Sewing Tutorial: How to Sew a Simple Pillow

February 19th, 2012 at 11:51 am . Posted in Sewing Projects .

The top reason I wanted to learn to sew was because I love decorating my apartment. So when deciding which project to work on first, I naturally chose sewing a throw pillow. As promised, in this post I’ll show you how it’s done. But first, here’s a sneak peek at the end result:

How-to-Sew-a-Simple-Pillow-Tutorial

Sewing a throw pillow is a great first project for sewing newbies like me. It’s simple, straightforward and totally usable right away. So now every time I walk in my living room, I feel a sense of accomplishment and just want to keep learning to sew other things. If you’re just starting out, hopefully this simple pillow tutorial shows you that it is possible to start making things right away…

First things first: I got a 16-inch pillow insert, and just to be safe rather than sorry, I measured it to be sure it really was 16-by-16 inches. (This is a tip my mom suggested as a practiced seamstress, and it seems like sound advice.)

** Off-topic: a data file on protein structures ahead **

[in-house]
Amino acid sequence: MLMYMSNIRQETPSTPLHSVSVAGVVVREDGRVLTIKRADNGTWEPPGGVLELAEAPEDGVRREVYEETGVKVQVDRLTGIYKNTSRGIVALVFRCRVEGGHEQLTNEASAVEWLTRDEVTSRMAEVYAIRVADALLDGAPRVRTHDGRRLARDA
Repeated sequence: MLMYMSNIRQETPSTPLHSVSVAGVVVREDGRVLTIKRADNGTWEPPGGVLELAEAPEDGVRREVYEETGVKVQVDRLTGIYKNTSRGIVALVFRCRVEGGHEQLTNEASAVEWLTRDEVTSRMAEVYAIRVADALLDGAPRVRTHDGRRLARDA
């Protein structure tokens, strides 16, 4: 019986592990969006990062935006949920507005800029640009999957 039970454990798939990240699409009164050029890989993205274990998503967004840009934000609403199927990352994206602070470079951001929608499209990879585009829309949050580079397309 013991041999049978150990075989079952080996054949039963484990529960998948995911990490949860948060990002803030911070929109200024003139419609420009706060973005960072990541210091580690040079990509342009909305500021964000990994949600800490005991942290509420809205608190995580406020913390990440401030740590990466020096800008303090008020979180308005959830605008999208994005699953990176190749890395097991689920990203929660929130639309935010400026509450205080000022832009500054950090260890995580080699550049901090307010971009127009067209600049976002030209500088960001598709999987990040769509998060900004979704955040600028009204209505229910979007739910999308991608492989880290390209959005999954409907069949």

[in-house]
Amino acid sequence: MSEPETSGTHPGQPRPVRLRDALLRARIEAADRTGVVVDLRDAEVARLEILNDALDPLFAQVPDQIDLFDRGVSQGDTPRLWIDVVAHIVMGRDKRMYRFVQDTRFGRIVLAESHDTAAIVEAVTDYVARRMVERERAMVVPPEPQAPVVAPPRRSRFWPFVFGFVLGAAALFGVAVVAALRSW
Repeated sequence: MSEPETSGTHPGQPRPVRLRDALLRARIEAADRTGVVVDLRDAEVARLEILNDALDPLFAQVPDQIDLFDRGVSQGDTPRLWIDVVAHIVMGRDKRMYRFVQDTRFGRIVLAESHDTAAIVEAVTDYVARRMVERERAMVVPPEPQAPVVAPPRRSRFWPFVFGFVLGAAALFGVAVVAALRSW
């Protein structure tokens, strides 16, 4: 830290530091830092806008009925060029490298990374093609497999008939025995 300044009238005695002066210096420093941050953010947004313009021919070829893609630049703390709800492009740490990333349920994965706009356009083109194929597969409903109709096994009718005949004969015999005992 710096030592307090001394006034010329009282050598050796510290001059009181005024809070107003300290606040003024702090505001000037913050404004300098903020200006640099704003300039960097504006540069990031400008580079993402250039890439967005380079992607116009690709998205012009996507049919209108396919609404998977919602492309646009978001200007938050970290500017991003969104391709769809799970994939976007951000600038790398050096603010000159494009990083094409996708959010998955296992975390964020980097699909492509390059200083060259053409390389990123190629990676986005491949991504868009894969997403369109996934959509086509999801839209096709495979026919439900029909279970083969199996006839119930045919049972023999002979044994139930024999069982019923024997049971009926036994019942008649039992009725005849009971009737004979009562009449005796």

1-How-to-Sew-a-Simple-Pillow-Tutorial

Next up was cutting the fabric. I cut two 18-inch squares to give 1-inch seam allowance all the way around. I believe seam allowance is typically 5/8 of an inch, but I gave myself extra fabric to work with in case anything went wrong.

2-How-to-Sew-a-Simple-Pillow-Tutorial

Once the fabric was cut, I pinned the pieces together inside out — this is key so that your seams don’t show! — on three sides. Note that the pins should be going vertically, not horizontally, because your machine can actually sew over pins. On the final side, I only pinned a couple inches of the fabric on either end, leaving room in the middle for an opening where I could insert the pillow.

3-How-to-Sew-a-Simple-Pillow-Tutorial

Now comes the actual sewing. I started sewing a couple inches in on the open side. Begin with two or three  reverse stitches for reinforcement and then start sewing in the right direction. I stopped once I got to the 1-inch mark — denoting my seam allowance — left the needle down, lifted the presser foot, and turned the fabric so I could start sewing the next side. Sewing tip: Mark your end point for seam allowance with a pin where you should stop sewing to turn the fabric.